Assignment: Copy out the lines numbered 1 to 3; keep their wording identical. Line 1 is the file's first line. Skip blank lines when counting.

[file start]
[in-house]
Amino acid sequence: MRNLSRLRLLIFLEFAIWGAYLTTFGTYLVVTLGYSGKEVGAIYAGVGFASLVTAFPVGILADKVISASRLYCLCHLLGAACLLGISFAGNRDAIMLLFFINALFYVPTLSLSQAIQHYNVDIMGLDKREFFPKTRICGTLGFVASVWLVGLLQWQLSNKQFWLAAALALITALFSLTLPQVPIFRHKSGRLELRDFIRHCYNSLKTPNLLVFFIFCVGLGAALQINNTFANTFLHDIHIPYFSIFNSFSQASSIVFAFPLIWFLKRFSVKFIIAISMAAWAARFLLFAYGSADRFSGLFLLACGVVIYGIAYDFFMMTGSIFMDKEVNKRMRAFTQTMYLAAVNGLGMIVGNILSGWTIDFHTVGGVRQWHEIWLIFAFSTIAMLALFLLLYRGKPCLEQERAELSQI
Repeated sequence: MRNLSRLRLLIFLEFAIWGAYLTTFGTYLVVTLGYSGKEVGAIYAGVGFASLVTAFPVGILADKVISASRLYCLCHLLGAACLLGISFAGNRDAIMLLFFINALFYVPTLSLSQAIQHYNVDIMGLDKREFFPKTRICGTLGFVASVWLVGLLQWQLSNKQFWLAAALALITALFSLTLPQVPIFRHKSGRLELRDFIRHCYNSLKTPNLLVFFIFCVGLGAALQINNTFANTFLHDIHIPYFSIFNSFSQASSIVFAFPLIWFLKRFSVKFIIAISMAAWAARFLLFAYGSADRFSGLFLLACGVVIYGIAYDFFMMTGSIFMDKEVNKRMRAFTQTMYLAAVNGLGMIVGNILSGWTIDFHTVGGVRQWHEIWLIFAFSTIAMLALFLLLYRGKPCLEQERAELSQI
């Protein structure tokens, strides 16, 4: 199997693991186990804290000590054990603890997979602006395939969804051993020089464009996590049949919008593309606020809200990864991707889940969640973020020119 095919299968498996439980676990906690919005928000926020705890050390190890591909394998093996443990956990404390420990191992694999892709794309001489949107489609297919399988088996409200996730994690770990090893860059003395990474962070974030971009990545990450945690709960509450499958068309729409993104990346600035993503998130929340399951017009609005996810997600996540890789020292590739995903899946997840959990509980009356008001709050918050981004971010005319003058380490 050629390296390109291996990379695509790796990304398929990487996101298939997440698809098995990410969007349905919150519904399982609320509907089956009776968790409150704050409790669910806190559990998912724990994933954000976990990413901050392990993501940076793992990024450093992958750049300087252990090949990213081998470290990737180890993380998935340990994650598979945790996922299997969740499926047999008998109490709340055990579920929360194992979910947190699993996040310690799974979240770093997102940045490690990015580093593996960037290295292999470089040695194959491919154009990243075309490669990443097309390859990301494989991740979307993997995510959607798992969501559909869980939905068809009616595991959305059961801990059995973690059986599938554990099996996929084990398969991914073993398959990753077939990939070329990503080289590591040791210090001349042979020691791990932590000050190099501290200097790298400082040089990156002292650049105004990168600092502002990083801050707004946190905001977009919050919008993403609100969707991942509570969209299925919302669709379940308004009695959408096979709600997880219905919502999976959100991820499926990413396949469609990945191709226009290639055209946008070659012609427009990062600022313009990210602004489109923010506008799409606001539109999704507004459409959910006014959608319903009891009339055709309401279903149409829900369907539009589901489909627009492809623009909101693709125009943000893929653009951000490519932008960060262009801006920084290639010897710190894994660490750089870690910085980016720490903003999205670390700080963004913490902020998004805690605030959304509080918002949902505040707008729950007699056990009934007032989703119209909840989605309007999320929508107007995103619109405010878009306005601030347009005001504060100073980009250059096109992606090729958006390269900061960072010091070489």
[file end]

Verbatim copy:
[in-house]
Amino acid sequence: MRNLSRLRLLIFLEFAIWGAYLTTFGTYLVVTLGYSGKEVGAIYAGVGFASLVTAFPVGILADKVISASRLYCLCHLLGAACLLGISFAGNRDAIMLLFFINALFYVPTLSLSQAIQHYNVDIMGLDKREFFPKTRICGTLGFVASVWLVGLLQWQLSNKQFWLAAALALITALFSLTLPQVPIFRHKSGRLELRDFIRHCYNSLKTPNLLVFFIFCVGLGAALQINNTFANTFLHDIHIPYFSIFNSFSQASSIVFAFPLIWFLKRFSVKFIIAISMAAWAARFLLFAYGSADRFSGLFLLACGVVIYGIAYDFFMMTGSIFMDKEVNKRMRAFTQTMYLAAVNGLGMIVGNILSGWTIDFHTVGGVRQWHEIWLIFAFSTIAMLALFLLLYRGKPCLEQERAELSQI
Repeated sequence: MRNLSRLRLLIFLEFAIWGAYLTTFGTYLVVTLGYSGKEVGAIYAGVGFASLVTAFPVGILADKVISASRLYCLCHLLGAACLLGISFAGNRDAIMLLFFINALFYVPTLSLSQAIQHYNVDIMGLDKREFFPKTRICGTLGFVASVWLVGLLQWQLSNKQFWLAAALALITALFSLTLPQVPIFRHKSGRLELRDFIRHCYNSLKTPNLLVFFIFCVGLGAALQINNTFANTFLHDIHIPYFSIFNSFSQASSIVFAFPLIWFLKRFSVKFIIAISMAAWAARFLLFAYGSADRFSGLFLLACGVVIYGIAYDFFMMTGSIFMDKEVNKRMRAFTQTMYLAAVNGLGMIVGNILSGWTIDFHTVGGVRQWHEIWLIFAFSTIAMLALFLLLYRGKPCLEQERAELSQI